Author: Karen L. McGlothlin, DVM, PhD
Veterinarian: Dr. Jelovich
Patient: Charlie Rhodes
Current Age: 13 years old
Background: Charlie Rhodes has been a member of the Lawndale Veterinary Hospital community since his first puppy visit in December, 2006. He has had a few medical issues along the way, including chronic skin problems and surgery to repair a torn cranial cruciate ligament in one of his knees. But in March of 2018, Charlie was not feeling well at all: he was lethargic, his appetite was not as hearty as usual, he had lost his playfulness, and he was drinking more and urinating more frequently than normal.
Charlie was brought in on March 7, 2018, to see Dr. Jelovich, so that she could determine how to make him feel better. Along with the increased thirst and urination, Charlie had lost two pounds since his previous visit. Dr. Jelovich recommended diagnostics, including a complete blood count, blood chemistry panel, urinalysis, and a canine pancreatic lipase (cPL) test (which is a rapid screening test for pancreatitis).
The abnormalities that Dr. Jelovich found that day included a strong positive cPL test (a diagnostic finding consistent with pancreatitis), an increased white blood cell count, high blood glucose (hyperglycemia), and a large amount of glucose in Charlie’s urine (glucosuria). There were some additional electrolyte abnormalities and a liver value elevation that indicated that Charlie was affected by multiple health issues, but the findings highlighted above were all consistent with a diagnosis of diabetes mellitus.
What is diabetes mellitus? Diabetes mellitus is an endocrine disease that results when there is a decrease in production or a deficiency of insulin. Insulin is a hormone that is produced by specialized cells in the pancreas, called beta cells, and is integral in the control of glucose (a sugar that is used to fuel activities in the body) levels in the blood. A decrease in, or the absence of, insulin results in an increase in glucose in the bloodstream .
Once glucose levels in the bloodstream reach a certain level (known as the renal threshold), glucose and large volumes of fluid are filtered by the kidneys into the urine. This is the most common reason that uncontrolled/undiagnosed diabetic pets are brought to the veterinarian: the loss of large volumes of fluid and glucose through the urinary tract causes the diabetic pet to drink a lot more and urinate much more frequently – often to the point of having urinary accidents in the house.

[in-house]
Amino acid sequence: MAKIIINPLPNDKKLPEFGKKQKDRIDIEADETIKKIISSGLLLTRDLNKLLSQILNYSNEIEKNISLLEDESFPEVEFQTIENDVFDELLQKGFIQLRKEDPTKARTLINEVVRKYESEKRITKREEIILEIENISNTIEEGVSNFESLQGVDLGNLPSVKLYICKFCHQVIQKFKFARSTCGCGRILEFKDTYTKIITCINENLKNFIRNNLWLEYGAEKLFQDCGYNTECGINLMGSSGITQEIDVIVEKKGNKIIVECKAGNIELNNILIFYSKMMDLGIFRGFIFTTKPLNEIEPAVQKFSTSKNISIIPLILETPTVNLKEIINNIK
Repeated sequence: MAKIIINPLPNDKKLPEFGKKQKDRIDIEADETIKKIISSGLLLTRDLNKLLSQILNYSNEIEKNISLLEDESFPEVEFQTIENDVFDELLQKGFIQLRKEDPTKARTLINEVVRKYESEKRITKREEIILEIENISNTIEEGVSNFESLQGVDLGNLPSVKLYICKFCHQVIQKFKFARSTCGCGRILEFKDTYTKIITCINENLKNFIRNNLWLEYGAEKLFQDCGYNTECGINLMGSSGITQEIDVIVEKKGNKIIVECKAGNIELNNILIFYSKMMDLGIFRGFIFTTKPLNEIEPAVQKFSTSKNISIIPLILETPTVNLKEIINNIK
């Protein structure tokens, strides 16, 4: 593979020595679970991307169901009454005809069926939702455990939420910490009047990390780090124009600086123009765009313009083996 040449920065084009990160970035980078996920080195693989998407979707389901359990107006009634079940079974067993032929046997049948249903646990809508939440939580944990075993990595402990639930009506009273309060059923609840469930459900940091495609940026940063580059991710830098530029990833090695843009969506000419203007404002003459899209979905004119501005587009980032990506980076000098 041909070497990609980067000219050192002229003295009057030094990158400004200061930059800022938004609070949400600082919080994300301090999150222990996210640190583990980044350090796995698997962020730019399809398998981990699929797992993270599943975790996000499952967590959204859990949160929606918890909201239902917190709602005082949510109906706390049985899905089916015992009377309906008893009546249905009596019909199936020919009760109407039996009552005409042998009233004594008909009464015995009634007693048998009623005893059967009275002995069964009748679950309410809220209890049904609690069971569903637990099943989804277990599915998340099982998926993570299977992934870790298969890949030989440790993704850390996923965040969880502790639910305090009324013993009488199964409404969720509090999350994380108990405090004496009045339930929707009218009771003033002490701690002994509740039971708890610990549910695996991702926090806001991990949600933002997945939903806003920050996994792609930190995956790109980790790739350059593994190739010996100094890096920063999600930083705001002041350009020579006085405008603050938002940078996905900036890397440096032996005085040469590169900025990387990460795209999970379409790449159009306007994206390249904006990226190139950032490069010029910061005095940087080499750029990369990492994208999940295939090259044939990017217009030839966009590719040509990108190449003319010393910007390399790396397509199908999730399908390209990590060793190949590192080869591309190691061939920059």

In addition, glucose, which is normally the fuel required to run the body, is not able to get into the cells for use or into the liver, for storage. As a result, the body thinks it is starved for energy and starts to breakdown other tissues, such as fat and muscle, for fuel. This breakdown of muscle and fat can lead to weight loss, which is often seen in undiagnosed diabetic pets, even though they may be eating well.
As you can see, the mechanisms of the disease clearly explain the four main clinical signs associated with diabetes:
- Increased thirst
- Increased urination
- Increased appetite
- Weight loss
Case Update: Dr. Jelovich started Charlie on twice-daily insulin injections. Charlie has proven to be a more challenging diabetic patient because his disease is complicated by additional health issues, but he is doing very well. Charlie currently gets his insulin daily and is in to see Dr. Jelovich for regular exams, diagnostics and glucose curves – these are day long visits in which Charlie’s blood glucose levels are taken every 1-2 hours to determine how well his insulin is working at the current dose.
Any pet can be at risk for developing diabetes mellitus, but it is typically a disease seen in older pets – most dogs are diagnosed between 7-10 years of age and most cats are diagnosed at greater than 6 years of age. At Lawndale Veterinary Hospital, we are highlighting diabetes throughout the month of November, to coincide with National Diabetes Awareness month. If you have noticed any of the following changes in your pet, consider making an appointment for an exam and bloodwork:
- Increased thirst and urination
- Increased appetite and weight loss
- Persistent infections
- Cataract development
Brooks, Wendy. 2018. Diabetes Mellitus: Introduction.
Maggiore, Ann Della. 2014. Diabetes Mellitus in Dogs and Cats: Diagnosis, Treatment, Prognosis.